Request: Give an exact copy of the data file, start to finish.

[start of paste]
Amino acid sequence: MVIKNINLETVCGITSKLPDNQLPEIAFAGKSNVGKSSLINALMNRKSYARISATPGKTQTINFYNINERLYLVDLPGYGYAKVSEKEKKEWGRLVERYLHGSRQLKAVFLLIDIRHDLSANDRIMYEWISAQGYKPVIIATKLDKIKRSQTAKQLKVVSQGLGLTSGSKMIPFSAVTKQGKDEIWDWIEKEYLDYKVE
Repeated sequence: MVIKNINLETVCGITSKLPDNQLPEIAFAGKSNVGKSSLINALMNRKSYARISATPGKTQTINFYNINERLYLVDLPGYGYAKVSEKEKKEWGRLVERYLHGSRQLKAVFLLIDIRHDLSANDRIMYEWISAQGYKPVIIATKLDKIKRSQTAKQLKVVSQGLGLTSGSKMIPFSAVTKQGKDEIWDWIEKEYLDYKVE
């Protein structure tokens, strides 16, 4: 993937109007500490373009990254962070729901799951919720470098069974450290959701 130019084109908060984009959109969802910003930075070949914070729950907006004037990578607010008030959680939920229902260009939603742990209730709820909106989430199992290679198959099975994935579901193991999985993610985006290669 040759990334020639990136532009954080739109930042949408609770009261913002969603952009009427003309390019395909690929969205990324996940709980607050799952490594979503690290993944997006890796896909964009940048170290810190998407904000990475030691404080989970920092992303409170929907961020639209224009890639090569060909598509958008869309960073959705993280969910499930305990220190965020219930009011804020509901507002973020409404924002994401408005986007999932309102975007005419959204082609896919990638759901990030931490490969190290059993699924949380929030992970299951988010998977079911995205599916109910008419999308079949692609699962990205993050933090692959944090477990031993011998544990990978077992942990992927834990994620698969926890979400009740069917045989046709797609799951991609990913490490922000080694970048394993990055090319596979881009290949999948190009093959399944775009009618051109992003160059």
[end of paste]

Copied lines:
Amino acid sequence: MVIKNINLETVCGITSKLPDNQLPEIAFAGKSNVGKSSLINALMNRKSYARISATPGKTQTINFYNINERLYLVDLPGYGYAKVSEKEKKEWGRLVERYLHGSRQLKAVFLLIDIRHDLSANDRIMYEWISAQGYKPVIIATKLDKIKRSQTAKQLKVVSQGLGLTSGSKMIPFSAVTKQGKDEIWDWIEKEYLDYKVE
Repeated sequence: MVIKNINLETVCGITSKLPDNQLPEIAFAGKSNVGKSSLINALMNRKSYARISATPGKTQTINFYNINERLYLVDLPGYGYAKVSEKEKKEWGRLVERYLHGSRQLKAVFLLIDIRHDLSANDRIMYEWISAQGYKPVIIATKLDKIKRSQTAKQLKVVSQGLGLTSGSKMIPFSAVTKQGKDEIWDWIEKEYLDYKVE
């Protein structure tokens, strides 16, 4: 993937109007500490373009990254962070729901799951919720470098069974450290959701 130019084109908060984009959109969802910003930075070949914070729950907006004037990578607010008030959680939920229902260009939603742990209730709820909106989430199992290679198959099975994935579901193991999985993610985006290669 040759990334020639990136532009954080739109930042949408609770009261913002969603952009009427003309390019395909690929969205990324996940709980607050799952490594979503690290993944997006890796896909964009940048170290810190998407904000990475030691404080989970920092992303409170929907961020639209224009890639090569060909598509958008869309960073959705993280969910499930305990220190965020219930009011804020509901507002973020409404924002994401408005986007999932309102975007005419959204082609896919990638759901990030931490490969190290059993699924949380929030992970299951988010998977079911995205599916109910008419999308079949692609699962990205993050933090692959944090477990031993011998544990990978077992942990992927834990994620698969926890979400009740069917045989046709797609799951991609990913490490922000080694970048394993990055090319596979881009290949999948190009093959399944775009009618051109992003160059």